As a registered dental hygienist, patient advocate and lifelong tightwad, I have some practical tips to help you reduce dental costs without cutting on quality.
Before the Appointment
If you have dental coverage, review your policy. Know what is covered and what is not. Keep a record of your visits and the services received. For example, if your insurance pays for two cleanings a calendar year, make certain you don't get three. If x-rays and fluoride are not included and you cannot afford them, tell both the office staff and clinician you are refusing them at that appointment.
If you have no dental insurance, ask the office staff for prices on each service. Many times, new patients get an initial appointment for a cleaning, but also have x-rays, probing of the gums, fluoride, oral cancer exam, patient education and a check by the dentist added on as extra charges! Ask exactly what services are included in a cleaning.
Ask for the first appointment of the morning or afternoon. The staff is usually refreshed, less hurried and less likely to "cut corners."
Bring in your own current x-rays, if possible. (Keep a record of all your medical and dental x-rays.) If you are fortunate enough to have a local dental professions school, get your x-rays done there for a much reduced rate. Be certain to ask for the senior clinic students as they are the most experienced.
Make a list of questions/concerns to ask the dentist during the visit.
During the Appointment
At check-in, review with the front office staff the appointment time, services being provided and the payment details. Expect to see the dentist or dental hygienist in a reasonable amount of time. Ask the office staff for an explanation of unusual delays in a non-threatening manner. Expect courtesy in return.
Expect cleanliness! Make certain the clinical staff is wearing gloves and masks. This is for your protection as well as theirs. Dental offices that do not adhere to these practices are subject to fines by state and federal agencies.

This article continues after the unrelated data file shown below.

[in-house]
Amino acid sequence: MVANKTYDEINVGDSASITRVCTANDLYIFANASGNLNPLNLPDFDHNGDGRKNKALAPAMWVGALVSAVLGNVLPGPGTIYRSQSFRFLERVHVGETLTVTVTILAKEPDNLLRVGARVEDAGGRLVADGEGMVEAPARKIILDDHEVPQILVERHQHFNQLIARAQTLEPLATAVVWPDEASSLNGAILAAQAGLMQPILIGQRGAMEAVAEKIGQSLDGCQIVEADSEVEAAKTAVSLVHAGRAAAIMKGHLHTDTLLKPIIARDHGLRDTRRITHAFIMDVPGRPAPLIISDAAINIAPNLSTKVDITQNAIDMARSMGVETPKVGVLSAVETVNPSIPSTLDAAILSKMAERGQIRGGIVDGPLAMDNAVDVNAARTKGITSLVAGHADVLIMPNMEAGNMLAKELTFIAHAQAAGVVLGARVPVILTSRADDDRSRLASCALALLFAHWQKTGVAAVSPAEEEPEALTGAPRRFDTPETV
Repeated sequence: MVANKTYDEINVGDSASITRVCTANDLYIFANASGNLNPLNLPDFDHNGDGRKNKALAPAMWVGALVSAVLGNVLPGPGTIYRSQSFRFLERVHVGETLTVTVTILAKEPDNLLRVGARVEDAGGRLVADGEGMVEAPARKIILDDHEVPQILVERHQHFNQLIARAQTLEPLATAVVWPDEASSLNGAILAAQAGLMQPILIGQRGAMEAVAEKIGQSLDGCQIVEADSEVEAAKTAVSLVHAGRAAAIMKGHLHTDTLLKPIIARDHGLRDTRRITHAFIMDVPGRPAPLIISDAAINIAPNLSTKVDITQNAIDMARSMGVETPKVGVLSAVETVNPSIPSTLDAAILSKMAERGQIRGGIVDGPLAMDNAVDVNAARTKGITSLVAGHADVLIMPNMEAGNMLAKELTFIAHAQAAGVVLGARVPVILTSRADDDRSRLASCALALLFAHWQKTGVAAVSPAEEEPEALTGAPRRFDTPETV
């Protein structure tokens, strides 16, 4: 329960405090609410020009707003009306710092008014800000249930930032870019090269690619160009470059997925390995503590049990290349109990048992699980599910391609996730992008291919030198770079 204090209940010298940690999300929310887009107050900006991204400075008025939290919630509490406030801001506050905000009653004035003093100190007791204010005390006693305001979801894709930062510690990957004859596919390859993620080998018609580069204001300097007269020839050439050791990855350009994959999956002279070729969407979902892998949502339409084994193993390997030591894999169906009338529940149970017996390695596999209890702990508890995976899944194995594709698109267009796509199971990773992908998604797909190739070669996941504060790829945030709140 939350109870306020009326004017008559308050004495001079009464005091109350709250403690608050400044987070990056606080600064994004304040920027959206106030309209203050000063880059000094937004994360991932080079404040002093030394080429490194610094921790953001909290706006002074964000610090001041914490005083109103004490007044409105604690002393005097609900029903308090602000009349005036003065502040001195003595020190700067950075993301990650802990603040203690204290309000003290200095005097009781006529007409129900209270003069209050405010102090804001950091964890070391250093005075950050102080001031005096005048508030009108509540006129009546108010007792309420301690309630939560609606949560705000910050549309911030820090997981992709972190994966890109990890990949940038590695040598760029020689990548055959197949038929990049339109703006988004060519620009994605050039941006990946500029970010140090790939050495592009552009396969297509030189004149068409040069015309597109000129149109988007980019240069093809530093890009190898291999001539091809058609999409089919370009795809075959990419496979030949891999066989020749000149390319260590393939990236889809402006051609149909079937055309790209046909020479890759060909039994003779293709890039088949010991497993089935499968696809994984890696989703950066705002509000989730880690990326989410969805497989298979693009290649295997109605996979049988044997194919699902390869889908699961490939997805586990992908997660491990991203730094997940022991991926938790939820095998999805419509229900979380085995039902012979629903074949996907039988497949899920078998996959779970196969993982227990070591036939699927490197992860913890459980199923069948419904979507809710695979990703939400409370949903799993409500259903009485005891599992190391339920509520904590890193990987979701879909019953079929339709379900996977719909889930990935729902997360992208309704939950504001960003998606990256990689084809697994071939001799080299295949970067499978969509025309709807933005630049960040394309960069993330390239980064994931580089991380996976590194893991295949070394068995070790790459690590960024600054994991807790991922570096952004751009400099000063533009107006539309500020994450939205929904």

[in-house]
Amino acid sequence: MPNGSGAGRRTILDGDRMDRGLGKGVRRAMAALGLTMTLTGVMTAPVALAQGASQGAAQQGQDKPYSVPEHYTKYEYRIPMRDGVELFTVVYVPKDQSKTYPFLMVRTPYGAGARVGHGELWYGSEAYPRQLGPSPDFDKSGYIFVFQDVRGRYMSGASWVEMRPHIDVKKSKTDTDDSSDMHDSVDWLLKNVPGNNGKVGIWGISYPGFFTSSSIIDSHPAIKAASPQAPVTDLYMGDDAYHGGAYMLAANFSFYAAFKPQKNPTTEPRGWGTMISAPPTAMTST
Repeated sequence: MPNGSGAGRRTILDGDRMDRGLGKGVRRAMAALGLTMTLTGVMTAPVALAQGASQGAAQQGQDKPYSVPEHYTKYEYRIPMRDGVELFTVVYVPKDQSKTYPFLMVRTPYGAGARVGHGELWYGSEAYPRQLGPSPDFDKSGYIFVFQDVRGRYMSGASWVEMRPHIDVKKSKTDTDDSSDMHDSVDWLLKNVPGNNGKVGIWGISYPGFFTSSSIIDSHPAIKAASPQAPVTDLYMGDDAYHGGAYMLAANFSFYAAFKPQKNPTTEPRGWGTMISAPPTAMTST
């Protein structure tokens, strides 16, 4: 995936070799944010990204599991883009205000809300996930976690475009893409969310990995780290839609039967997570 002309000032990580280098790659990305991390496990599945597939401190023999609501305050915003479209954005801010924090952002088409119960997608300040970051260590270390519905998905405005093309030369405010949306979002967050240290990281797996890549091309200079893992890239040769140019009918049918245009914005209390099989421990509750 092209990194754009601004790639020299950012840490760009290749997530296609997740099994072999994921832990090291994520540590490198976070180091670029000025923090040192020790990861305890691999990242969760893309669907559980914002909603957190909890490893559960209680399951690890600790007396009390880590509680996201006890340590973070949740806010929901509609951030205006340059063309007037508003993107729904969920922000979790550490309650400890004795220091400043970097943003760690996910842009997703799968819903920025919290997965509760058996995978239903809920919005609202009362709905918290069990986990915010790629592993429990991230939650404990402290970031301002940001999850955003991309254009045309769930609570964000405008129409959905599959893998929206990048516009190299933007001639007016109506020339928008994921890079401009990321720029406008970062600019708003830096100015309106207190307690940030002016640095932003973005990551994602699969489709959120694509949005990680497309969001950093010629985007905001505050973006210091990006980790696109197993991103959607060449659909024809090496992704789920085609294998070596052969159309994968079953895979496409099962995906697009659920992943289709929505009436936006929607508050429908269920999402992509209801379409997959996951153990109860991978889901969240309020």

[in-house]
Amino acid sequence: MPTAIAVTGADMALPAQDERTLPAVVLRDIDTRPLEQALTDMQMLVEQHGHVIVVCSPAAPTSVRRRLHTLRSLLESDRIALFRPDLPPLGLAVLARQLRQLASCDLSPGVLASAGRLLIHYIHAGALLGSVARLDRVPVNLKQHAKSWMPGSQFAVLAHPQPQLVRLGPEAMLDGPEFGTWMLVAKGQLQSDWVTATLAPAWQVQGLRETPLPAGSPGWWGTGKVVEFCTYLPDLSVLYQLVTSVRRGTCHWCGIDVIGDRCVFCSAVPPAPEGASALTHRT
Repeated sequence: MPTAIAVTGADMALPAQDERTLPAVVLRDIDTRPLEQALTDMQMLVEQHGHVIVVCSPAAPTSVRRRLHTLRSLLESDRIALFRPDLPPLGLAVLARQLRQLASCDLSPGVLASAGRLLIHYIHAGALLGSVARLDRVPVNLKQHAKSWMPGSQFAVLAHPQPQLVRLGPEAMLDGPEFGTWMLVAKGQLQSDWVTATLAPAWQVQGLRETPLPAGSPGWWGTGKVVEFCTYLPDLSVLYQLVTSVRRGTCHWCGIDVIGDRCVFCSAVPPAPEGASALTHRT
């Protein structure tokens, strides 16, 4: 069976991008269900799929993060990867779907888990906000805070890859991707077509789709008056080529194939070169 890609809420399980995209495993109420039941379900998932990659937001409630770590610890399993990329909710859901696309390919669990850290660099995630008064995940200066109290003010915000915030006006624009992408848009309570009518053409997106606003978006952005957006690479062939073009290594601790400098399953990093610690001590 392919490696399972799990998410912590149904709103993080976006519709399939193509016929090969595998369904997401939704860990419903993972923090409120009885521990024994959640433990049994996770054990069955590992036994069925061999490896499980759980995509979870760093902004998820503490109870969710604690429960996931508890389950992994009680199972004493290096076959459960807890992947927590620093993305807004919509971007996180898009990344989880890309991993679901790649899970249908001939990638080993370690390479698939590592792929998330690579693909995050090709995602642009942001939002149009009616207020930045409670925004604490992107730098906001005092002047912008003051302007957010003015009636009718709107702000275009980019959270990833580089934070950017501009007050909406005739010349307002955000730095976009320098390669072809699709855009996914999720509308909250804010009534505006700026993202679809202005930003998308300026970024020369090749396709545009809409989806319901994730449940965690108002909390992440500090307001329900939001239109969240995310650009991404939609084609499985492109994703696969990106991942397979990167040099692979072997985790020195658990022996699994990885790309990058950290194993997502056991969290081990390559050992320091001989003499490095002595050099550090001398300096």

Expect (and ask for) a thorough review of your medical history including vitals signs and blood pressure reading each appointment. An oral cancer examination should be a routine part of each visit. Ask the dentist or dental hygienist to teach you how to check yourself at home, especially if you use tobacco or are exposed to secondhand smoke.
Expect to be given an explanation of each procedure performed and educated on how to maintain your oral health at home. Many offices provide educational brochures.
Get out your list of prepared questions and don't leave without the answers. Write down the prevention and treatment plan your dentist suggests. Ask for all alternate treatment options. Understand why the dentist is suggesting the treatment.
After the Appointment
At check out, review again with the office staff the necessary payment procedures. Try to avoid any confusion on insurance filing policies, if applicable.
If you brought your own dental x-rays, consider taking them home to file. You may choose to get a second opinion.
Follow the patient education/suggestions provided to you. Prevention is much less expensive than treatment.
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"The Dollar Stretcher, Inc." does not assume responsibility for advice given. All advice should be weighed against your own abilities and circumstances and applied accordingly. It is up to the reader to determine if advice is safe and suitable for their own situation.